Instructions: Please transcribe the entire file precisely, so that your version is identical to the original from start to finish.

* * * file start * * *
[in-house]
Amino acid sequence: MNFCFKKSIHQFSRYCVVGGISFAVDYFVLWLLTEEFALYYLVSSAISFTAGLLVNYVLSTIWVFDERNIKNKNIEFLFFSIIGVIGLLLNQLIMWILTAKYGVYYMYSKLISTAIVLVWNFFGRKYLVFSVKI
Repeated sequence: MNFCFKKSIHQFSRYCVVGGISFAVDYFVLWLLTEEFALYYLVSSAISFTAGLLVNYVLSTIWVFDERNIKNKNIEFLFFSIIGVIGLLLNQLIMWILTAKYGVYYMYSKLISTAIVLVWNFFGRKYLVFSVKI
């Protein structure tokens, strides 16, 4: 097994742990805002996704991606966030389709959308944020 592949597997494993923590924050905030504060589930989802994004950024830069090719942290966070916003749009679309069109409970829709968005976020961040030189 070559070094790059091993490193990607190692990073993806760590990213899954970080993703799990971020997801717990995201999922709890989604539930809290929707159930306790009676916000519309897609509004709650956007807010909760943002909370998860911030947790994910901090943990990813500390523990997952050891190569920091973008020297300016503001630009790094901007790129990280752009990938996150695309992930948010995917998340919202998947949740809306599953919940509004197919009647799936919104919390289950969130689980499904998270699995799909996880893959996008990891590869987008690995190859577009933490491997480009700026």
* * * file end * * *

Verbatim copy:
[in-house]
Amino acid sequence: MNFCFKKSIHQFSRYCVVGGISFAVDYFVLWLLTEEFALYYLVSSAISFTAGLLVNYVLSTIWVFDERNIKNKNIEFLFFSIIGVIGLLLNQLIMWILTAKYGVYYMYSKLISTAIVLVWNFFGRKYLVFSVKI
Repeated sequence: MNFCFKKSIHQFSRYCVVGGISFAVDYFVLWLLTEEFALYYLVSSAISFTAGLLVNYVLSTIWVFDERNIKNKNIEFLFFSIIGVIGLLLNQLIMWILTAKYGVYYMYSKLISTAIVLVWNFFGRKYLVFSVKI
């Protein structure tokens, strides 16, 4: 097994742990805002996704991606966030389709959308944020 592949597997494993923590924050905030504060589930989802994004950024830069090719942290966070916003749009679309069109409970829709968005976020961040030189 070559070094790059091993490193990607190692990073993806760590990213899954970080993703799990971020997801717990995201999922709890989604539930809290929707159930306790009676916000519309897609509004709650956007807010909760943002909370998860911030947790994910901090943990990813500390523990997952050891190569920091973008020297300016503001630009790094901007790129990280752009990938996150695309992930948010995917998340919202998947949740809306599953919940509004197919009647799936919104919390289950969130689980499904998270699995799909996880893959996008990891590869987008690995190859577009933490491997480009700026």